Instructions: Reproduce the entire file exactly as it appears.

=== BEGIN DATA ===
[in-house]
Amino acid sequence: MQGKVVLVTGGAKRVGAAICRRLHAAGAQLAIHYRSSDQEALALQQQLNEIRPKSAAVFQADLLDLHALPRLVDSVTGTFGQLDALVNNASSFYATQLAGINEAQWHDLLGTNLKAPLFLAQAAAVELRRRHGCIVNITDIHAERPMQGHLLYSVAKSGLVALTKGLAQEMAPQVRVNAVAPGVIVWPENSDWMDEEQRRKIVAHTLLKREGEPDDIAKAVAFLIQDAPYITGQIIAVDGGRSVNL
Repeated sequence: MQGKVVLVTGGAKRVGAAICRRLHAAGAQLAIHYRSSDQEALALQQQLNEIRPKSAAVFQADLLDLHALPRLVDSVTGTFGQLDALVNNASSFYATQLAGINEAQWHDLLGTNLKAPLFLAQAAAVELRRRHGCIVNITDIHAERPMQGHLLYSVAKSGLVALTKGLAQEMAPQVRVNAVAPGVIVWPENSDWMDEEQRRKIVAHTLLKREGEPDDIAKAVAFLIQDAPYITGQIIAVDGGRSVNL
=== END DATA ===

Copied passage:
[in-house]
Amino acid sequence: MQGKVVLVTGGAKRVGAAICRRLHAAGAQLAIHYRSSDQEALALQQQLNEIRPKSAAVFQADLLDLHALPRLVDSVTGTFGQLDALVNNASSFYATQLAGINEAQWHDLLGTNLKAPLFLAQAAAVELRRRHGCIVNITDIHAERPMQGHLLYSVAKSGLVALTKGLAQEMAPQVRVNAVAPGVIVWPENSDWMDEEQRRKIVAHTLLKREGEPDDIAKAVAFLIQDAPYITGQIIAVDGGRSVNL
Repeated sequence: MQGKVVLVTGGAKRVGAAICRRLHAAGAQLAIHYRSSDQEALALQQQLNEIRPKSAAVFQADLLDLHALPRLVDSVTGTFGQLDALVNNASSFYATQLAGINEAQWHDLLGTNLKAPLFLAQAAAVELRRRHGCIVNITDIHAERPMQGHLLYSVAKSGLVALTKGLAQEMAPQVRVNAVAPGVIVWPENSDWMDEEQRRKIVAHTLLKREGEPDDIAKAVAFLIQDAPYITGQIIAVDGGRSVNL